Chinese regulators have been imposing clever blockades for domestic big tech brands, particularly those that are publicly listed on U.S. stock market exchanges. Tencent Holdings (OTC:TCEHY) is the next in line, and China's offensive move came from a surprising angle.
China pummeled Tencent in the news, which caused the company's securities to fall even further.
China drags Tencent in anti-gaming publication
On Aug. 3, a newspaper owned by the Chinese state wrote that online gaming is "opium for the mind." While the publication later removed that reference, it kept the broader picture that online gaming is bad, especially for children.
Tencent is mainly a gaming company. The company responded to the article by adding regulations that limit how long younger users can play per day, as well as outright banning in-game purchases from minors.
Tencent stock is another casualty in a long line of regulatory targets.
TCEHY stock fell 7.44 percent on Aug. 3. Since Feb. 12, the shares have lost 40.46 percent of their value.
Tencent Music Entertainment Group (NYSE:TME) has also been impacted. The subsidiary has numerous music streaming services and apps like WeSing and QQ Music that serve the Chinese population. TME shares fell as much as 5.37 percent on Aug. 3, which added to an already brutal 66.4 percent loss since Mar. 23.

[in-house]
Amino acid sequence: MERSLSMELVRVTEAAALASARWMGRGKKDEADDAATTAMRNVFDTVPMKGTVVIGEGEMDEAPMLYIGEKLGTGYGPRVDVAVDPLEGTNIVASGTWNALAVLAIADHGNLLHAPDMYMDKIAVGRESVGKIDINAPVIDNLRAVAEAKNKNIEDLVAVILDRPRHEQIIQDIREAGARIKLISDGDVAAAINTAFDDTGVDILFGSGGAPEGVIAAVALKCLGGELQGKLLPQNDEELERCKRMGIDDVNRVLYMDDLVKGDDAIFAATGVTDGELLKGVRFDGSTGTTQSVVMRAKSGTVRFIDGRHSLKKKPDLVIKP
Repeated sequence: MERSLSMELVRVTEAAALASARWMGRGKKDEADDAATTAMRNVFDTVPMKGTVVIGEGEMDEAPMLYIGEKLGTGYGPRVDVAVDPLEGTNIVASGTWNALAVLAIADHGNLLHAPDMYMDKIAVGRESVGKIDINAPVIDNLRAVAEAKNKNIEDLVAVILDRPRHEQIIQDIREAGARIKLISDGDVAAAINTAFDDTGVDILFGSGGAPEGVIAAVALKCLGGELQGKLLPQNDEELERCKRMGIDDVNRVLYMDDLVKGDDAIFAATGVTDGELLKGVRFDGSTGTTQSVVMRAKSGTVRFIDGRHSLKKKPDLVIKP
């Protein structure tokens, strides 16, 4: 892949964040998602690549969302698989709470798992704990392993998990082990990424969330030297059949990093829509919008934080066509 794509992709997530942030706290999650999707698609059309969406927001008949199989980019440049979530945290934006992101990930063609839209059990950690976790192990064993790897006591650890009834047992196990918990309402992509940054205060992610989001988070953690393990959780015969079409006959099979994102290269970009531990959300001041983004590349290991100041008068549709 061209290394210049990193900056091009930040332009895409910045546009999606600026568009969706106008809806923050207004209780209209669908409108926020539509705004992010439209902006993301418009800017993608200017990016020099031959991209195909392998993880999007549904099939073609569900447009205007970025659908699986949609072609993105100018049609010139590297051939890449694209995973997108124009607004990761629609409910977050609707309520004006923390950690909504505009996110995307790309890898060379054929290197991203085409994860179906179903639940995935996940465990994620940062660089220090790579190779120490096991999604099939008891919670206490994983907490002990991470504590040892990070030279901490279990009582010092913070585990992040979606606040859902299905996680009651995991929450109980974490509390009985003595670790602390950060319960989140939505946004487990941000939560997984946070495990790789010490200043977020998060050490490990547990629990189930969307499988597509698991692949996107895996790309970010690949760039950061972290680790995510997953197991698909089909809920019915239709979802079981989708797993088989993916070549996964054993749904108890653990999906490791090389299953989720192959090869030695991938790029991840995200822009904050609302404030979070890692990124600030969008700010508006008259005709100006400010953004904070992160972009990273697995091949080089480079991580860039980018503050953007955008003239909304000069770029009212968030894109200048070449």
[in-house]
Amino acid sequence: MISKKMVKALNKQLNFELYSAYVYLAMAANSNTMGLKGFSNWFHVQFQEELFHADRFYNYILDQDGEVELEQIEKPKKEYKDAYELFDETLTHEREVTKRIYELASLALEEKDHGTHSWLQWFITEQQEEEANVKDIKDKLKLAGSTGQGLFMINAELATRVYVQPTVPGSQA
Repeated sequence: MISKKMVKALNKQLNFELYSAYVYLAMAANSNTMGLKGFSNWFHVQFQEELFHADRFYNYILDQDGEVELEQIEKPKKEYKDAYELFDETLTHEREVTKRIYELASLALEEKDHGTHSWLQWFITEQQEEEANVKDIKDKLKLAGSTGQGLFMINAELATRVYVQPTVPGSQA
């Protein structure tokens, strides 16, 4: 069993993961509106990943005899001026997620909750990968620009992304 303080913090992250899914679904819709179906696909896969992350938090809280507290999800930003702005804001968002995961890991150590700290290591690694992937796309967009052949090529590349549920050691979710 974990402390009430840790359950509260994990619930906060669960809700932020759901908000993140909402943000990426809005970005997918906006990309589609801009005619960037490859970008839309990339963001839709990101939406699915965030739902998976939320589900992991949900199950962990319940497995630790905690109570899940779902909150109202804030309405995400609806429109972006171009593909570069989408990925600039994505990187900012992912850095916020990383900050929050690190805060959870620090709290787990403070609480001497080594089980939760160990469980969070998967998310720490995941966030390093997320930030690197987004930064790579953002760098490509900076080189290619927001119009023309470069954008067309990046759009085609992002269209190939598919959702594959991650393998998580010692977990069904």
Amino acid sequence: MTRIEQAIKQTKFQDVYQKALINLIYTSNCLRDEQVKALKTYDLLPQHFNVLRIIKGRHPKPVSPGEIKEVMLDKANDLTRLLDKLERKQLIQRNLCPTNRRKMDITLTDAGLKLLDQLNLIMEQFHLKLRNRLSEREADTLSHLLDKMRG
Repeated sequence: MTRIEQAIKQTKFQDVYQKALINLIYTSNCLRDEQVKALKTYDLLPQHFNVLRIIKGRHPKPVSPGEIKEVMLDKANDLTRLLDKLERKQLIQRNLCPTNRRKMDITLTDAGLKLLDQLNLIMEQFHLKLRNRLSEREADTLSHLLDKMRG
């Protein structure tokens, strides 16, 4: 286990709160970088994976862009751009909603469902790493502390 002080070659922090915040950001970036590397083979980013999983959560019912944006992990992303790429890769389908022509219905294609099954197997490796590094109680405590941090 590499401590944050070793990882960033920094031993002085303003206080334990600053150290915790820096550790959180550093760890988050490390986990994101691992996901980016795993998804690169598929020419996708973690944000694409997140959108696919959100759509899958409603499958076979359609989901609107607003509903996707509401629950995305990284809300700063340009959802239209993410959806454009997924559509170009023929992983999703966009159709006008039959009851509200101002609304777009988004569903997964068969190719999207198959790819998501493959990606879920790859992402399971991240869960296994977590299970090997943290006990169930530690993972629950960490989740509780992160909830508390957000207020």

Tencent owns a sizable stake in publicly traded U.S. stocks like Epic Games, Snapchat, Tesla, and Activision Blizzard—the latter of which is experiencing a double whammy amid major lawsuit woes. Tencent owns 40 percent of Epic Games and a smaller chunk of the other companies.
Should you buy the dip on the biggest Chinese bear market stocks right now?
Chinese regulators are a lot like rearview mirrors. Their next move is closer than it appears.
Throughout July, nine out of the U.S. market's 10 biggest losers were Chinese firms. Stocks like DiDi Global (NYSE:DIDI) and New Oriental Education & Technology Group (NYSE:EDU) accompany Tencent on the biggest losers list. This isn't a coincidence or a natural progression of stock market volatility. It's coming from a calculated source—the Chinese government.
While China has its reasoning for battling big tech (namely combating oversized monopolies that don't have consumers' best interest in mind), it also feels like a war on Chinese companies that have favored U.S. exchanges.
Collectively, investors across the globe have lost more than $1 trillion dollars in 2021 from companies targeted by Chinese regulators.
In short, this bear market won't be going anywhere anytime soon. Futures for the region's tech stocks have been flattened. Investors have conducted fear-based sell-offs, and they have already replaced their positions with other securities. As U.S. tech recuperates from a tough start to the year, buying the dip on Chinese stocks like Tencent feels futile, if not imprudent.
Granted, some investors are placing their bets (or maintaining their long-held positions), but it's an undeniable risk. Doing your due diligence means being well aware of what has happened, what could happened, and what will likely happen to Chinese stocks like Tencent.